Fitness Question of the Month
A trio of professionals have launched Cognitive Sports Therapy, offering fitness programs for people with mental health problems and addictions. Here, they discuss how to feel mentally and physically strong
Cognitive Sports Therapy was founded by Dr Claire Gillvray, Nicola Ostler and Lucy Hibben. Dr Claire, is a medical doctor, a Psychiatrist, a GP, a sports doctor and a keen triathlete herself. Nicola has run her own fitness coaching business for over 10 years, coaching small group classes and one-on-one sessions in Waterbeach, Ely and at Crossfit Milton. After practicing yoga for the last 20 years, Lucy began YogaStrong a year ago, teaching classes that combine yoga, mindfulness and meditation. She teaches from her home in Waterbeach, at the Hotpod Yoga in Milton and at the Wellbeing Warehouse in Newmarket.
Evidence shows that exercise, mindfulness, breath work and talking therapies are beneficial to our mental health. What we do at CST, is to use our expertise, to combine all these elements - mind, body and breath - to help people feel physically and mentally strong.
CST offers a fitness programme suited to your abilities, as well as breathwork and meditation to clear the mind. Further, therapy will help to address issues - past and present – enabling you to make positive future choices. We ask that you tap into these three elements daily for 12 weeks and promise that you will feel fitter and healthier than you have ever done before.
Top tips on feeling mentally strong through physical fitness?
1. Firstly and most importantly, you must make time for you. Twenty minutes daily is all it takes.
Own it. Call it yours. Don’t feel guilty about taking it. A fitter, healthier you will be a stronger you, and the people you love will want that for you.
2. Write your intention down. Making a plan and writing it down means you are more likely to do it. Think of the week and when you have the time. On that busy day, think about whether you can get up earlier, do something in the living room in the evening, fit it in at lunch time - do whatever works for you.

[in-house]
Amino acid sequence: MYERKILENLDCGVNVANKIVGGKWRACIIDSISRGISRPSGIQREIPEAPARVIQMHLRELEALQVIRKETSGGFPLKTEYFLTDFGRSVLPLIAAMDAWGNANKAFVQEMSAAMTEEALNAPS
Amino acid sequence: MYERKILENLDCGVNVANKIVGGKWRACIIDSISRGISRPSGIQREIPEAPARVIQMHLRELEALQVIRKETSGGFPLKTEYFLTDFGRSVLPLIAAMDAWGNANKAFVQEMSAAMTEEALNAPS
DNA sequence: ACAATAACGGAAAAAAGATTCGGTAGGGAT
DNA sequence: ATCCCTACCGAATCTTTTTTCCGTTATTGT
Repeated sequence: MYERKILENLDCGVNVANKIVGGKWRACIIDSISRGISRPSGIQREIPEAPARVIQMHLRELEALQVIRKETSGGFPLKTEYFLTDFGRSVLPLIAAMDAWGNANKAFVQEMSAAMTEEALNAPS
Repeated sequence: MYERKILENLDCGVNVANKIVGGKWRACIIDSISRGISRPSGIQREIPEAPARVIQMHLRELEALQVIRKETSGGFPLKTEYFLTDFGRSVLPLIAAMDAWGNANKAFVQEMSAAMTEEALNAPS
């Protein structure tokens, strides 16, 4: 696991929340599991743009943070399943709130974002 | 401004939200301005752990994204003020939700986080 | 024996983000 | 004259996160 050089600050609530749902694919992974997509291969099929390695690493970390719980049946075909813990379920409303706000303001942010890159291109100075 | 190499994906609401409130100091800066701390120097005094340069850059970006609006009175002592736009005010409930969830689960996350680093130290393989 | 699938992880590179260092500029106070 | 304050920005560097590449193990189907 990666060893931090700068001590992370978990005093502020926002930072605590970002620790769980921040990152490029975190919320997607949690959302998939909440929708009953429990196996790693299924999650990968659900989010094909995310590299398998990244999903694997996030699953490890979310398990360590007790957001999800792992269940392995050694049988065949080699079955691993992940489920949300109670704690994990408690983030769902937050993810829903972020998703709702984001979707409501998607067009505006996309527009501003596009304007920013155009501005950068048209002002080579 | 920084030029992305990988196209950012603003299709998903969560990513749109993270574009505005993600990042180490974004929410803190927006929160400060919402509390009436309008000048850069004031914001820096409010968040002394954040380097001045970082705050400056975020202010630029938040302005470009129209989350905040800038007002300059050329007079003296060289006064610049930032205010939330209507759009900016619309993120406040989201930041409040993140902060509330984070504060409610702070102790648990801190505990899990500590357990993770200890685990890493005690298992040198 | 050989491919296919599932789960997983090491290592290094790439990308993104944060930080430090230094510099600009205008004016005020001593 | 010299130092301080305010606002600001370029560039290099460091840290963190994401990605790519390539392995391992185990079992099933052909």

3. Think about why you are doing this. Check in with your past, present and future. Think about the positive and negative reasons. Acknowledge this to yourself. If you have the courage, acknowledge it to another trusted human being.
4. Plan to do something for your mind, body and breath daily. An example of something for your mind might be to write down five people who have positively influenced your life and think about why. With regards to your body, an activity could be anything from a simple walk around the park with your dog or a HIIT gym session. With regards to the breath element, it could be stepping outside and taking five big breaths to fill your lungs.
5. Find a friend or family member to do it with you. Evidence shows we are more likely to stick with a program if we have social support. If you are struggling to find support, use Cognitive Sports Therapy who run an online support system and classes you can attend.
6. Find a sport or exercise that you love. We tend to stick with what we choose ourselves, not what we are told to do. If you are struggling to think about exercise for yourself, then think about what you used to love. Is there a team sport you enjoy? Do you like dancing?
7. Self care. There are entire floors of Waterstones dedicated to this. By this we mean eating well; regular healthy meals rich in nutrients and vitamins. We mean hydrating properly by drinking at least eight glasses of water a day. We mean sleeping enough, avoiding too much sugar, alcohol, caffeine and saturated fats.
8. Human contact. Connecting with people is good for our mental health. The more the better. The deeper the better. Some people have lots of contact and some have none. If you are hitting your afternoon with no human contact, send a text to someone you know, walk to the local shop, make eye contact and say hello to anyone you meet on the way.
9. Smile! Enjoy it! Have fun!
10. Commit to it for 12 weeks. It takes 12 weeks to create habits for a lifetime. At the beginning it will feel like a long time but by the end you will not want to stop.
For more information visit cognitivesportstherapy.com or email firstname.lastname@example.org
Read moreHealth and Fitness
More by this authorLouise Cummings